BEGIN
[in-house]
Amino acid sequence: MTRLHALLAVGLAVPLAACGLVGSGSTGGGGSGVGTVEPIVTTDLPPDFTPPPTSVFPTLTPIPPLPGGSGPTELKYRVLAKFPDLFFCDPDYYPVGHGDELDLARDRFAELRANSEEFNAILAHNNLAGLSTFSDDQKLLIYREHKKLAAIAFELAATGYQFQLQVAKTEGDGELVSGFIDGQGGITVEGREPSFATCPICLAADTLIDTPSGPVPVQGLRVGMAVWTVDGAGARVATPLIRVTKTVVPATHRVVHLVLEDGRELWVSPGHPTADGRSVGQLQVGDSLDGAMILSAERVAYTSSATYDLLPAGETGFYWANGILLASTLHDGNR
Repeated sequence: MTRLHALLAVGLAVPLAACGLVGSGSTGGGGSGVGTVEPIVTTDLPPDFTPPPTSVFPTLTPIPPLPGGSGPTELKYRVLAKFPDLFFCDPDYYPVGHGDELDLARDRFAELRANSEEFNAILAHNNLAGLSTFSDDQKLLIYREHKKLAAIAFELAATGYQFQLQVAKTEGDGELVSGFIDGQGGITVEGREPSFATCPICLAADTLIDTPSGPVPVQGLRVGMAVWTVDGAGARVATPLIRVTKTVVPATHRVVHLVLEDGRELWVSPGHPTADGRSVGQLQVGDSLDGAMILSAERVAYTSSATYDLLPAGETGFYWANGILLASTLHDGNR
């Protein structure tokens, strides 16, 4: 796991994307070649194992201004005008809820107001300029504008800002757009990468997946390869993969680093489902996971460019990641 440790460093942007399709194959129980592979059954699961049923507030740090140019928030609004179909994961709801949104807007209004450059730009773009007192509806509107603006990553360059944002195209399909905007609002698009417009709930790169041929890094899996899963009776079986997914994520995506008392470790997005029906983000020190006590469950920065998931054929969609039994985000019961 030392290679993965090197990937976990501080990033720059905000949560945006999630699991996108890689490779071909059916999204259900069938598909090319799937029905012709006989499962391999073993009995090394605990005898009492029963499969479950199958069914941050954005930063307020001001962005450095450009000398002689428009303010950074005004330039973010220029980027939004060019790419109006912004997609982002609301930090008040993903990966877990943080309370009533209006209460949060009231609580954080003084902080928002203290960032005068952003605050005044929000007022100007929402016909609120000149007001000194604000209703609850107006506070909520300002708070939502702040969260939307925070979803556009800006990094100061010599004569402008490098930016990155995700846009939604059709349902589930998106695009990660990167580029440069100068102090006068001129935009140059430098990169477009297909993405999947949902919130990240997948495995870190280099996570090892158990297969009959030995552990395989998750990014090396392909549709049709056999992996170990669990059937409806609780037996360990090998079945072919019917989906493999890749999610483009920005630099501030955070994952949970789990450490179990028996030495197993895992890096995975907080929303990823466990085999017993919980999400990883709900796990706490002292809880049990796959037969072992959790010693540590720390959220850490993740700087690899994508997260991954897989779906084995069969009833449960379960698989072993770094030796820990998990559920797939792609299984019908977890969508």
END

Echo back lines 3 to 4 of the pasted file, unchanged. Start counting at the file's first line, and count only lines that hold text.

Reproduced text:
Repeated sequence: MTRLHALLAVGLAVPLAACGLVGSGSTGGGGSGVGTVEPIVTTDLPPDFTPPPTSVFPTLTPIPPLPGGSGPTELKYRVLAKFPDLFFCDPDYYPVGHGDELDLARDRFAELRANSEEFNAILAHNNLAGLSTFSDDQKLLIYREHKKLAAIAFELAATGYQFQLQVAKTEGDGELVSGFIDGQGGITVEGREPSFATCPICLAADTLIDTPSGPVPVQGLRVGMAVWTVDGAGARVATPLIRVTKTVVPATHRVVHLVLEDGRELWVSPGHPTADGRSVGQLQVGDSLDGAMILSAERVAYTSSATYDLLPAGETGFYWANGILLASTLHDGNR
């Protein structure tokens, strides 16, 4: 796991994307070649194992201004005008809820107001300029504008800002757009990468997946390869993969680093489902996971460019990641 440790460093942007399709194959129980592979059954699961049923507030740090140019928030609004179909994961709801949104807007209004450059730009773009007192509806509107603006990553360059944002195209399909905007609002698009417009709930790169041929890094899996899963009776079986997914994520995506008392470790997005029906983000020190006590469950920065998931054929969609039994985000019961 030392290679993965090197990937976990501080990033720059905000949560945006999630699991996108890689490779071909059916999204259900069938598909090319799937029905012709006989499962391999073993009995090394605990005898009492029963499969479950199958069914941050954005930063307020001001962005450095450009000398002689428009303010950074005004330039973010220029980027939004060019790419109006912004997609982002609301930090008040993903990966877990943080309370009533209006209460949060009231609580954080003084902080928002203290960032005068952003605050005044929000007022100007929402016909609120000149007001000194604000209703609850107006506070909520300002708070939502702040969260939307925070979803556009800006990094100061010599004569402008490098930016990155995700846009939604059709349902589930998106695009990660990167580029440069100068102090006068001129935009140059430098990169477009297909993405999947949902919130990240997948495995870190280099996570090892158990297969009959030995552990395989998750990014090396392909549709049709056999992996170990669990059937409806609780037996360990090998079945072919019917989906493999890749999610483009920005630099501030955070994952949970789990450490179990028996030495197993895992890096995975907080929303990823466990085999017993919980999400990883709900796990706490002292809880049990796959037969072992959790010693540590720390959220850490993740700087690899994508997260991954897989779906084995069969009833449960379960698989072993770094030796820990998990559920797939792609299984019908977890969508």